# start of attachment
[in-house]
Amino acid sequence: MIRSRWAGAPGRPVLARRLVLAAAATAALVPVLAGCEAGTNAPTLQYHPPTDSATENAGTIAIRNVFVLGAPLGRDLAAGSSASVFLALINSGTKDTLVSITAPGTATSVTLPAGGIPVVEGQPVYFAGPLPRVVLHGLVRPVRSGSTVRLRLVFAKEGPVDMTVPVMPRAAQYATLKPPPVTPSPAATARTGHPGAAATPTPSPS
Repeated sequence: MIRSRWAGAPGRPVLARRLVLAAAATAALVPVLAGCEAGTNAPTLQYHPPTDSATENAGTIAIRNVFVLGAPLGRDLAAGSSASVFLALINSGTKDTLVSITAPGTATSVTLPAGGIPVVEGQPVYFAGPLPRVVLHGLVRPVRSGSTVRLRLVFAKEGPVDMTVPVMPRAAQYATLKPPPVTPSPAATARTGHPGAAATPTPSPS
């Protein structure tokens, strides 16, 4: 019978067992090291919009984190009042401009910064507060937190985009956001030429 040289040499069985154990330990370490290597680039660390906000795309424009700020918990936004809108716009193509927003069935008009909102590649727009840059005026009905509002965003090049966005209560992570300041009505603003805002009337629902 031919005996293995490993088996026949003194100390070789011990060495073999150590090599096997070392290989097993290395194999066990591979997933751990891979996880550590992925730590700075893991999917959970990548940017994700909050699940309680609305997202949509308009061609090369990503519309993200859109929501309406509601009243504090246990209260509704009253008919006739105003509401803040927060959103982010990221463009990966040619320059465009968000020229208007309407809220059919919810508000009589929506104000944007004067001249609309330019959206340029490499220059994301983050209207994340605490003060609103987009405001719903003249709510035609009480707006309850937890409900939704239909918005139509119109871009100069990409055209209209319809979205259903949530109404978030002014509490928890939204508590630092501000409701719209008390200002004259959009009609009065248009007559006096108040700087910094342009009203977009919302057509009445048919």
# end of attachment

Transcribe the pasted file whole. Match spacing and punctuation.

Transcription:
[in-house]
Amino acid sequence: MIRSRWAGAPGRPVLARRLVLAAAATAALVPVLAGCEAGTNAPTLQYHPPTDSATENAGTIAIRNVFVLGAPLGRDLAAGSSASVFLALINSGTKDTLVSITAPGTATSVTLPAGGIPVVEGQPVYFAGPLPRVVLHGLVRPVRSGSTVRLRLVFAKEGPVDMTVPVMPRAAQYATLKPPPVTPSPAATARTGHPGAAATPTPSPS
Repeated sequence: MIRSRWAGAPGRPVLARRLVLAAAATAALVPVLAGCEAGTNAPTLQYHPPTDSATENAGTIAIRNVFVLGAPLGRDLAAGSSASVFLALINSGTKDTLVSITAPGTATSVTLPAGGIPVVEGQPVYFAGPLPRVVLHGLVRPVRSGSTVRLRLVFAKEGPVDMTVPVMPRAAQYATLKPPPVTPSPAATARTGHPGAAATPTPSPS
């Protein structure tokens, strides 16, 4: 019978067992090291919009984190009042401009910064507060937190985009956001030429 040289040499069985154990330990370490290597680039660390906000795309424009700020918990936004809108716009193509927003069935008009909102590649727009840059005026009905509002965003090049966005209560992570300041009505603003805002009337629902 031919005996293995490993088996026949003194100390070789011990060495073999150590090599096997070392290989097993290395194999066990591979997933751990891979996880550590992925730590700075893991999917959970990548940017994700909050699940309680609305997202949509308009061609090369990503519309993200859109929501309406509601009243504090246990209260509704009253008919006739105003509401803040927060959103982010990221463009990966040619320059465009968000020229208007309407809220059919919810508000009589929506104000944007004067001249609309330019959206340029490499220059994301983050209207994340605490003060609103987009405001719903003249709510035609009480707006309850937890409900939704239909918005139509119109871009100069990409055209209209319809979205259903949530109404978030002014509490928890939204508590630092501000409701719209008390200002004259959009009609009065248009007559006096108040700087910094342009009203977009919302057509009445048919």